A prototype isn’t a finished product. A ‘beta’ prototype will be usable, but may well have some bugs in. An ‘alpha’ prototype should be able to do something useful, but will definitely have gaps and bugs and clunky ideas and probably some awful mistakes too. That’s why it’s a prototype: to find those mistakes before they get any further. And we usually have to make a lot of mistakes before we get to something that really does work well. Prototypes are meant to be a safe place to make those mistakes: so don’t yell at people for making mistakes in the prototypes! Instead, make prototypes a safe space in which to learn from each mistake: that’s the real aim here.
And even an ‘alpha’ prototype is quite a long way towards the realising of a new idea. A first prototype may well be no more than a scrawl on the back of a napkin, a crude lashup made up of paper cups and string: don’t be surprised at this! When you’re looking at any early-stage work on a new idea, the most important failure to watch out for is a failure of your own imagination.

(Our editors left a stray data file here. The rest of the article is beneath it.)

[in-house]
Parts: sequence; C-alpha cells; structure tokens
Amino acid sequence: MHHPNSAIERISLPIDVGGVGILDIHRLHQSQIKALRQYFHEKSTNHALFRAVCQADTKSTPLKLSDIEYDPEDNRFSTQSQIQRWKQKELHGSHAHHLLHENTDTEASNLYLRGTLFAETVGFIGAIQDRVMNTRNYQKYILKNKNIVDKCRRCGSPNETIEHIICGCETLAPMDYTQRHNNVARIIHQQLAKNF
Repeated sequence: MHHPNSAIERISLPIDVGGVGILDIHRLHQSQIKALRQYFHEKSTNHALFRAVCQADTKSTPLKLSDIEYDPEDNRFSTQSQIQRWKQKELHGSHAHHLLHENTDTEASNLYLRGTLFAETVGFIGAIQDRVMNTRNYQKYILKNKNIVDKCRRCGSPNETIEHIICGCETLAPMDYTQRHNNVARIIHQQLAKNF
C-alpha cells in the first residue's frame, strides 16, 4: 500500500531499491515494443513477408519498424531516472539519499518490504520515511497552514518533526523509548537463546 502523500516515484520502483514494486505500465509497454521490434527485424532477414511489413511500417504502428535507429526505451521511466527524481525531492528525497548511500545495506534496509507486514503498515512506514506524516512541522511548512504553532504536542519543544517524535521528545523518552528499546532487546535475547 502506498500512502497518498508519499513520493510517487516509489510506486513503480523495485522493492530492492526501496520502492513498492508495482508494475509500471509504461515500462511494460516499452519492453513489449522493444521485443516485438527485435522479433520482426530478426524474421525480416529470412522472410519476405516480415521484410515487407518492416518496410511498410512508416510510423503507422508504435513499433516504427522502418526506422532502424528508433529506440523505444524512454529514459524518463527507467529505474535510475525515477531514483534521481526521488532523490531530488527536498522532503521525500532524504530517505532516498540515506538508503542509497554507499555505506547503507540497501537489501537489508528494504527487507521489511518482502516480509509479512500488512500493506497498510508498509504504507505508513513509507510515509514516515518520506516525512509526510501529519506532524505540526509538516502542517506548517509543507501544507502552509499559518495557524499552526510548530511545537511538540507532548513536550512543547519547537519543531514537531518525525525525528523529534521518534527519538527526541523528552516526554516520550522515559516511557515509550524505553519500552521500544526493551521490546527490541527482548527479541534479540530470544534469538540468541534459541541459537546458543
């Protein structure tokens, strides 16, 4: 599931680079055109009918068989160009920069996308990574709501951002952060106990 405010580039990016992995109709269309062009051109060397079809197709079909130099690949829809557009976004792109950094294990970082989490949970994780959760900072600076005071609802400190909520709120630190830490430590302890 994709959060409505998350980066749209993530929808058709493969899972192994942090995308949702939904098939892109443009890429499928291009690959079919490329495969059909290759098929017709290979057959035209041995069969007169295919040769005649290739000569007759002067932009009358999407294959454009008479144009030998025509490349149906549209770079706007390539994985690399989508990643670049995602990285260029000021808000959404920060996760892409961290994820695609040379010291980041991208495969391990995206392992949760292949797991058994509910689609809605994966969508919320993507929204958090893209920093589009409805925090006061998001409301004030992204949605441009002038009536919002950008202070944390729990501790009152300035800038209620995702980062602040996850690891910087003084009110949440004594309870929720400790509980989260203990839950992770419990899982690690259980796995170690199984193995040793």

New ideas need scaffolding to hold them up. In the early stages, that scaffolding will itself be fragile – so don’t be too quick to kick it down! If you do that, what you’re really saying to others is that you’re more interested in playing the playground bully than in helping anything new get going – so again don’t complain that nothing much seems to get off the ground when you’re around.
When ideas are in their first formative stages, that’s when they’re at their most fragile – and they’ll often need your active help to hold them up long enough to get even the first scaffolding in place. Don’t walk away whilst you’re holding aloft some critical piece of the puzzle – that really won’t help!
And scaffolding isn’t pretty. It often looks a mess. And it usually has its own structure, its own way of holding itself together, with little or no connection as such to what it’s holding up – in fact much of the scaffolding isn’t attached to the final structure at all, but is simply there to provide a means to work on that inner structure. So don’t kick it down; don’t worry about it. Trust that it’ll be taken down when the time is right – and not before.